If, however, you want my long ramblings about this game and how it compares to Baldur's Gate - my Best Game Ever that has long reigned unchallenged - read on.
Since time immemorial, my favourite computer game has been Baldur's Gate (1 and 2), which I love for its blending of good role-playing - especially with the NPC companions in the second game - and tactical battles. I love controlling 6 different characters, and having total control over their equipment, skills and their actions in every fight. No RPG that gives me control over just one character is ever likely to displace BG in my affections (although I did also very much love the original Thief game, which was a first- person game.) Neverwinter Nights (NWN) never quite made it for me, because although you could issue broad general instructions to your companions, you didn't have that total control that you had in BG. It turned battles from being complex tactical challenges, to being a few minutes of my lone paladin hitting things in real time.
I also liked the difficulty level of BG. In the first game, in particular, you really had to work for your level-ups. Your inventory spaces were limited, so you had to make choices about what to carry. Skill points came sparingly, so you really had to think about where you put them. You had to ration your spells and healing when out in the wilds, because resting tended to lead to nasty attacks. In this, too, I felt that NWN fell short. You could sleep or save any time, anywhere, and it never gave me the sense of danger that I got in BG, when out in the wilderness with one spell left, a dozen arrows between us, and orcs howling in the dark.
But now we have Divinity Original Sin, and finally - finally! - I have a game that can stand shoulder to shoulder with BG in my affections. You start by creating two characters, and you can pick up two companions. Once you've picked them up, as with BG, you control everything about them: their equipment, their skills and their battle tactics. When you get into a fight, everything stops, and each character goes one at a time - depending on their initiative roll - until they've either used up all their action points, or chosen to carry some over until next time. A single battle against half a dozen opponents can take well over half an hour, most of it spent thinking.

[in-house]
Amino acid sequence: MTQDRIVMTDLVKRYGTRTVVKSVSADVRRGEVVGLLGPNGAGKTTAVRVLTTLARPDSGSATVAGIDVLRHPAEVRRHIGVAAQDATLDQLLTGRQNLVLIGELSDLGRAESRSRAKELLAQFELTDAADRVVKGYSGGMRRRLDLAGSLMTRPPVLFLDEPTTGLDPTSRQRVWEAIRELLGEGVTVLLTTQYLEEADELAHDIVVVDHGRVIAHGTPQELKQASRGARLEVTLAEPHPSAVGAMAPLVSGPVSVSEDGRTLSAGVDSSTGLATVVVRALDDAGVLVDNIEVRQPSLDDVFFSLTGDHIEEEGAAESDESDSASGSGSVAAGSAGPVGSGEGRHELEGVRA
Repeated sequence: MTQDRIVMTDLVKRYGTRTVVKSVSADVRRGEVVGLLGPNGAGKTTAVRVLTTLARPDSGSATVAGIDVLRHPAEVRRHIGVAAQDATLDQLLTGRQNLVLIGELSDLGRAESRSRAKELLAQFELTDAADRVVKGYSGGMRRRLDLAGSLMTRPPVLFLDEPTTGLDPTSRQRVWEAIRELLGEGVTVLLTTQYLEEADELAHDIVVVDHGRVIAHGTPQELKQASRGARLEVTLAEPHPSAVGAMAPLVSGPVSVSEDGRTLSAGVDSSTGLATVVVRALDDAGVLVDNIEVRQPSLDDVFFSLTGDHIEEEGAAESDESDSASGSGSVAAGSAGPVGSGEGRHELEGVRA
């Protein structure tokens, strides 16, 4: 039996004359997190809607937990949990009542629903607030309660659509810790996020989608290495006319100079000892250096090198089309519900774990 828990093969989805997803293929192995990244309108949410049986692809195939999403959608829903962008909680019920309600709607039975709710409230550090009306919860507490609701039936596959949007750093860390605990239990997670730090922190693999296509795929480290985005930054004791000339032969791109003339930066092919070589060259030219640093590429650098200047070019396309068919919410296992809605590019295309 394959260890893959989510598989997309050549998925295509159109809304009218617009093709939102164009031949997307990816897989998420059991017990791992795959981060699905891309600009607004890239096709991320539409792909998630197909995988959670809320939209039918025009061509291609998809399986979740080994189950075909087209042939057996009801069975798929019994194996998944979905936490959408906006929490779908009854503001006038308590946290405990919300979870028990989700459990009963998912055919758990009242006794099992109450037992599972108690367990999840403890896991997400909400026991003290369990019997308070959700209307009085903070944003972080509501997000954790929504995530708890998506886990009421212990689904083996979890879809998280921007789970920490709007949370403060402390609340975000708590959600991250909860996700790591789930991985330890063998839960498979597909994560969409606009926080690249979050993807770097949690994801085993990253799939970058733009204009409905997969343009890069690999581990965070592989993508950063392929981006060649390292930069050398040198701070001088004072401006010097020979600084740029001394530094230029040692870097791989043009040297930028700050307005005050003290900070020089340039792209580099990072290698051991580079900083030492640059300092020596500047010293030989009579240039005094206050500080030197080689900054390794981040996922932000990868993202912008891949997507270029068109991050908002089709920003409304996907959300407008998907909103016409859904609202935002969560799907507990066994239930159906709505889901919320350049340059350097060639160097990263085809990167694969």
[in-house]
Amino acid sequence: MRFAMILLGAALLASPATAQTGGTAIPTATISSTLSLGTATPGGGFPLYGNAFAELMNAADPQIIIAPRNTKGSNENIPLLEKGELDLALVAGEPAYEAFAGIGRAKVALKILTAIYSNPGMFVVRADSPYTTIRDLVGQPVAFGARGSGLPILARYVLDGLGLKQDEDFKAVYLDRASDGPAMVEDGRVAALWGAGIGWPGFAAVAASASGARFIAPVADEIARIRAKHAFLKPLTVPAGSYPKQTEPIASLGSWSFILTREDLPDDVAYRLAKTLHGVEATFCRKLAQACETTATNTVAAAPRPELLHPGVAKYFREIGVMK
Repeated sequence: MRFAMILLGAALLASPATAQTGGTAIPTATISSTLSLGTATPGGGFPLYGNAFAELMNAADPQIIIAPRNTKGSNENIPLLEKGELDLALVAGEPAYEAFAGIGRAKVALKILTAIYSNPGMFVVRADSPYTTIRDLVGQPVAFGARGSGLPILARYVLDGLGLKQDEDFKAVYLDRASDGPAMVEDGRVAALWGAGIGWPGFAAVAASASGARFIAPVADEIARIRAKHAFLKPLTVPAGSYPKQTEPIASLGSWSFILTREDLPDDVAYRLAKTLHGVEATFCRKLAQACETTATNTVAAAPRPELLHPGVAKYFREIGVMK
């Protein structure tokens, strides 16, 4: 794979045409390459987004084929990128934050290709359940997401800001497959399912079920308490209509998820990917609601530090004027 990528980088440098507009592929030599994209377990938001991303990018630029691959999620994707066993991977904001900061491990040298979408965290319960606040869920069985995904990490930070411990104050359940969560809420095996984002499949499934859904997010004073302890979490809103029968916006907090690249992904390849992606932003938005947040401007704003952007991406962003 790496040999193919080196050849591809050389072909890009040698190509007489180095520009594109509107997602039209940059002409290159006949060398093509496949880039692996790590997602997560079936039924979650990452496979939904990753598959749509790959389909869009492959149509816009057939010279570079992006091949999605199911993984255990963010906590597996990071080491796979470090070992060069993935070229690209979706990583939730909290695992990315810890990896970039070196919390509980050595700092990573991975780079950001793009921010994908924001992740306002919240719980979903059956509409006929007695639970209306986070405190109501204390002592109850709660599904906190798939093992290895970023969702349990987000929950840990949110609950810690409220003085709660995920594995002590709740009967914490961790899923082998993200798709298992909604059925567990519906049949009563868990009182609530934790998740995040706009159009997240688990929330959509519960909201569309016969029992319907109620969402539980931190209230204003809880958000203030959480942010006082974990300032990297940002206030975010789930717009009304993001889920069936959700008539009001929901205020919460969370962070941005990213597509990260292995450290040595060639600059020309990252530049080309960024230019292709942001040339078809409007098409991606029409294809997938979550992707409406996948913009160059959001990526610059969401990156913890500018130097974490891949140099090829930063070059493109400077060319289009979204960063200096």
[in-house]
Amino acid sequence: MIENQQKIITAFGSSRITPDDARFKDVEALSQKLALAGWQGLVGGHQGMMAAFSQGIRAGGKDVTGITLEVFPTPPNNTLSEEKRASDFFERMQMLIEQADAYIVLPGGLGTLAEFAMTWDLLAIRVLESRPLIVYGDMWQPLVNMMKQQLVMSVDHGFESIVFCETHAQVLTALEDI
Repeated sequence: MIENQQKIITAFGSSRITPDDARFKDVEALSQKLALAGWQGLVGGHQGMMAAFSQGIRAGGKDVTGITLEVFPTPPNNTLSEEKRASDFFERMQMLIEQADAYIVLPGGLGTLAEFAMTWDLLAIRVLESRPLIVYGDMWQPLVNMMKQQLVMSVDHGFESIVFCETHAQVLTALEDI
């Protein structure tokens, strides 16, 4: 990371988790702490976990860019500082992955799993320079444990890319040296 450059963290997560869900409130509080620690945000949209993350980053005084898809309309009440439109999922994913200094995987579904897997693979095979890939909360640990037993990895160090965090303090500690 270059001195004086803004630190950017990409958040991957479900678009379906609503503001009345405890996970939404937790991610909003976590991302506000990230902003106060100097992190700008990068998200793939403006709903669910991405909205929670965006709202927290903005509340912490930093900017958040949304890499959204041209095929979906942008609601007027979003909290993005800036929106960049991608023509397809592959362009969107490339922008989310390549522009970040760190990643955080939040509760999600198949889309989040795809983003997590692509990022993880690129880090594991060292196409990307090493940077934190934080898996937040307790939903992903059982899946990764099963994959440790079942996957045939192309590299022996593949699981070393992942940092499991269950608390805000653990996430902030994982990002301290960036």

The roleplaying is well done, too. Your two main characters can disagree over things, and have arguments about how to proceed. Character traits are then awarded as a result of the things you've said. Sometimes you simply can't agree, and have to resolve things with a game of rock, paper, scissors (but not lizard, Spock.) It's witty, too, with well-written and often amusing dialogue. If you give yourself the "talk to animals" skill, you can even chat to animals, which leads to some of the most amusing exchanges in the game.
It's a game that works just as well in two player mode as in single player. We're playing it as a two-player co-operative game, in which we each created one character, and each control one of the NPCs. As far as I can tell, there's really no difference between it as a single player game or a co-operative game, except in the number of characters you get to control. This is quite refreshing, since we've played far too many NWN mods that claim to work as two player games, but really… don't.
Another thing I like - and this isn't something you get in BG - is the effective lack of character classes. Yes, you pick a starting character class, but that just determines your starting attributes and skills - and they're customisable, anyway. After that, as you level up, there's no limit on what skills you put points into. "Skills" include such things as weapon skills (e.g. "two handed"), magic (e.g. fire magic), saving throws (e.g. willpower), personality skills (e.g. leadership, bartering) and rogue type skills. In reality, you're going to focus on maxing out a few skills, since there are clear benefits there, but there's nothing to stop you being, for example, an awesome archer and an awesome fire mage, who suddenly decides to take up pickpocketing on the side.
Or, rather, there's little to stop you. One of my few gripes with the game is that it is biased towards magic users. I won't go into the details, but in short, it's a lot easier for a mage to branch out - to start using other types of magic - than it is for someone who started life as a fighter to take up magic. Also, mages can take steps to reduce the cooldown time of their spells, but the cooldown time for fighter skills can never be changed - and are usually very long.
But overall, I think it's an excellent game. We've almost finished now, and I'm desperately putting off the awful moment of actually finishing it forever. But once that happens, I'm sure we'll be replaying it very soon.